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Celebrate Me

Who is best suited to design your end-of-life celebration (aka “the wake you’d most want to crash”)...well…you of course!

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Who is your idea designed for and how does it reimagine the end-of-life experience?

How might one connect with friends and family in a more immediate celebration of life while also, upon death (the moment of deepest sadness and stress for them), help them experience a comforting, positive and memorable celebration of one’s life?
1. Experience connecting with friends and family while collaboratively gathering your life moments (during life)
2. Provide a curated celebration plan to enable your inner circle in the event of your death
3. Give a lasting artifact of remembrance
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No matter how true our intentions may be, most of us spend every waking moment living for the now, not worrying about the day we die, much less the day after. In the end, death catches most of us off guard. Perhaps we planned ahead and had a will drawn up, or mentioned an off-handed idea about a party on the beach, but most often the loved one is gone along with those thoughts and the immediate family or friend circle is left with the almost unimaginable task of assembling a meaningful and all-encompassing ceremony to celebrate the life that just suddenly ended.

Survivors are burdened with the unimaginable task of immediately compiling a rich and meaningful representation of your entire life and all of it’s meaning at the worst possible moment, a moment defined by paralyzing grief, emotional fatigue, and urgent tactical overload.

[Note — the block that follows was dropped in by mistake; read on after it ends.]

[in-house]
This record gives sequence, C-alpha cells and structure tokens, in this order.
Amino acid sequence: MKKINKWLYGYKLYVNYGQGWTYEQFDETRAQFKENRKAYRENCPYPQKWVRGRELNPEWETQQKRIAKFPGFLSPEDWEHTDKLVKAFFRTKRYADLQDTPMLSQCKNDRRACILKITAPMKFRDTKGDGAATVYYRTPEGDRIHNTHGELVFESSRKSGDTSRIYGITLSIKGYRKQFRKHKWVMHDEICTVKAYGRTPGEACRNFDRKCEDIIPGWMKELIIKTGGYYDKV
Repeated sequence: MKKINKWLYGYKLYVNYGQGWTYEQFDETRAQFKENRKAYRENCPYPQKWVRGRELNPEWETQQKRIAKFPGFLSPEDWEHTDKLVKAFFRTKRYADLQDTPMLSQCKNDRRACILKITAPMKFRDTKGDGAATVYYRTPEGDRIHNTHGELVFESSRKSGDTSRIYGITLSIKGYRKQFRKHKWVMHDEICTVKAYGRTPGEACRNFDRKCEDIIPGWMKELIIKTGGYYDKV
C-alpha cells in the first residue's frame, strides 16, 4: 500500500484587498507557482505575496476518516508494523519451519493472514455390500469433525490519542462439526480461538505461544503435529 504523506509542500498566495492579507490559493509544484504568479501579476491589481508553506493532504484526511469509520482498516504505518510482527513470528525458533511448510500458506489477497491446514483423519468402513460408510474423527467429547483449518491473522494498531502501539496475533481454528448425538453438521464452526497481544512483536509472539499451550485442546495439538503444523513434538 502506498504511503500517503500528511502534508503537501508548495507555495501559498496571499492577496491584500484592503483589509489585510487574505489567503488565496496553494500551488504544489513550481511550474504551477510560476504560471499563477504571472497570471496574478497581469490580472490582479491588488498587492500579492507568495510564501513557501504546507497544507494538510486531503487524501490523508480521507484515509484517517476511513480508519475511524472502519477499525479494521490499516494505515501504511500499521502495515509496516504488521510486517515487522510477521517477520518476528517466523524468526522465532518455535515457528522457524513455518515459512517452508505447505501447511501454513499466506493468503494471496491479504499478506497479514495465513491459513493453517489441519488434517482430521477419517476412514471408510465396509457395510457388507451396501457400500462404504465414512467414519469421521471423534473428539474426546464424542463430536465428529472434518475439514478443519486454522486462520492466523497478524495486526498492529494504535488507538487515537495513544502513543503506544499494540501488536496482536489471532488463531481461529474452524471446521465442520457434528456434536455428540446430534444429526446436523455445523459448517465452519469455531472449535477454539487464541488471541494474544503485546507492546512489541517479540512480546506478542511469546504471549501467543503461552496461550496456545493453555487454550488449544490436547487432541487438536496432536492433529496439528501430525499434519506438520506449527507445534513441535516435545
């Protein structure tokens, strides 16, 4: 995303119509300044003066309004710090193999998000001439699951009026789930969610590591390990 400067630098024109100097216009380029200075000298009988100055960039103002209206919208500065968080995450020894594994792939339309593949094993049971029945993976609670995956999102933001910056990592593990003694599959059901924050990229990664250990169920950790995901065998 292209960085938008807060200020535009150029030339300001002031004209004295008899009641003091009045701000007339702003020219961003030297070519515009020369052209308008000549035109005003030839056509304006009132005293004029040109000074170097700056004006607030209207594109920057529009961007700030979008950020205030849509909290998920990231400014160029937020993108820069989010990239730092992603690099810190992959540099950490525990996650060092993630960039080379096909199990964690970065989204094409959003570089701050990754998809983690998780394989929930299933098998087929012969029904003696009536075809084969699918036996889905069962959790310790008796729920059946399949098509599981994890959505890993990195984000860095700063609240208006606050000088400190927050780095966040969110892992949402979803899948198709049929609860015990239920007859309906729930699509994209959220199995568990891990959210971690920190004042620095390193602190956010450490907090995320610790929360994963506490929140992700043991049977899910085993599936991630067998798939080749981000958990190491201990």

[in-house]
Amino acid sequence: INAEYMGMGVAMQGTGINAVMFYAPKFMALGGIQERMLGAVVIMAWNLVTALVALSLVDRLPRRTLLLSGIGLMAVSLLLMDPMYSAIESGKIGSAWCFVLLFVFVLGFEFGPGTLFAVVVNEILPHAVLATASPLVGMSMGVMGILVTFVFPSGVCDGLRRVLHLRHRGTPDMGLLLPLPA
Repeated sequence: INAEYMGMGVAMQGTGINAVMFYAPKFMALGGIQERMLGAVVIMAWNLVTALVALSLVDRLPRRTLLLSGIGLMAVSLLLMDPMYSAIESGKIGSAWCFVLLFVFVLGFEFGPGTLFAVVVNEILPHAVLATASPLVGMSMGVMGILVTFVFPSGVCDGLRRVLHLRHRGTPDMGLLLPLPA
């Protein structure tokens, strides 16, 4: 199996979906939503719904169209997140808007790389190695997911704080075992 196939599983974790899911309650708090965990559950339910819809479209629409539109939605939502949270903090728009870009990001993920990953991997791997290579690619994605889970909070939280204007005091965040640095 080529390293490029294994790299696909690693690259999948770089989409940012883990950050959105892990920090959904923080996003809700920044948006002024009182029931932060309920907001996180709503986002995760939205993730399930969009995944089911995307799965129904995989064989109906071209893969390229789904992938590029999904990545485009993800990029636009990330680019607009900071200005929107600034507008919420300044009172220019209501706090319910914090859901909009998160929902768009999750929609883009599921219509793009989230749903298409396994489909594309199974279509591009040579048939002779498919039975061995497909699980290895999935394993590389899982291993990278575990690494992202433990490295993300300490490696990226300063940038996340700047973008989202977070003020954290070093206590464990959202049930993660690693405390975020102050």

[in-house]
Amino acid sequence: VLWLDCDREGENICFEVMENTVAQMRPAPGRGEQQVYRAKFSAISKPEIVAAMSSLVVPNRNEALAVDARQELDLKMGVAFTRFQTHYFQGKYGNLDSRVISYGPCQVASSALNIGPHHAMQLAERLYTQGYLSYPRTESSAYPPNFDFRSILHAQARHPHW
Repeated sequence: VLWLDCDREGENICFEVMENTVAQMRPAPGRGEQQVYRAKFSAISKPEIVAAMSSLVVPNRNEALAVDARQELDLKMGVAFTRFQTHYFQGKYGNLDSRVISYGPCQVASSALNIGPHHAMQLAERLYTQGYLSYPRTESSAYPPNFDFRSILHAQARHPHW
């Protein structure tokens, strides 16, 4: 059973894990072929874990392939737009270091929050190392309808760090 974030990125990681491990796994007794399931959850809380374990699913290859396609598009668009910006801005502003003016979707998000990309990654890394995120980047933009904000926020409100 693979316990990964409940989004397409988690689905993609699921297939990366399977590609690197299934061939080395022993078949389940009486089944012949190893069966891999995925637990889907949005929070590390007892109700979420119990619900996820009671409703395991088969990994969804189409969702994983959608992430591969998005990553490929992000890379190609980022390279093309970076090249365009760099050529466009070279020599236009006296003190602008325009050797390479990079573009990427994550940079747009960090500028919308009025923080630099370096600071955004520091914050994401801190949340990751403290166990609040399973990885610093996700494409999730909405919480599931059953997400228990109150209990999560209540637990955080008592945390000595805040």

Celebrate Me focuses on the human experience of death along a spectrum, with 3 primary impact areas:

  1. The experience of connecting and collaboratively gathering your life moments with friends and family during life.
  2. A curated celebration plan to enable your inner circle in the event of your death.
  3. A lasting artifact of remembrance created by you, with intention and input from all the people who were a part of your life.

What early, lightweight experiment might you try out in your own community to find out if the idea will meet your expectations?

A very simple Wordpress site could easily enable rapid and inexpensive experimentation. We could run simple mvp’s around language and messaging, key features, content tools and services, privacy framework, and user experience around the concept of planning around death, etc.
A key test might be to explore the 'Timeline and Memory Page' experience...
How might we encourage social behavior between people who experienced key life moments together?

What skills, input or guidance from the OpenIDEO community would be most helpful in building out or refining your idea?

First I would ask the community to generate written stories about the days and weeks after the death of a friend or loved one. How did you celebrate their life? Have you ever experienced a celebration designed in any part by the deceased? What were your main goals in presenting an expression of the life you were celebrating? How did you craft the mood, the slideshow, food, music, etc?
Secondly, I would like to open an active forum on the topic of end of life celebrations.

Tell us about your work experience:

I am a designer dedicated to making life richer, more aligned, and more meaningful in any way I can…tiny to epic. I work with early stage social entrepreneurs and product designers. I also have personal experience with death, traumatic injury and the fragile nature of life.

This idea emerged from

  • An Individual


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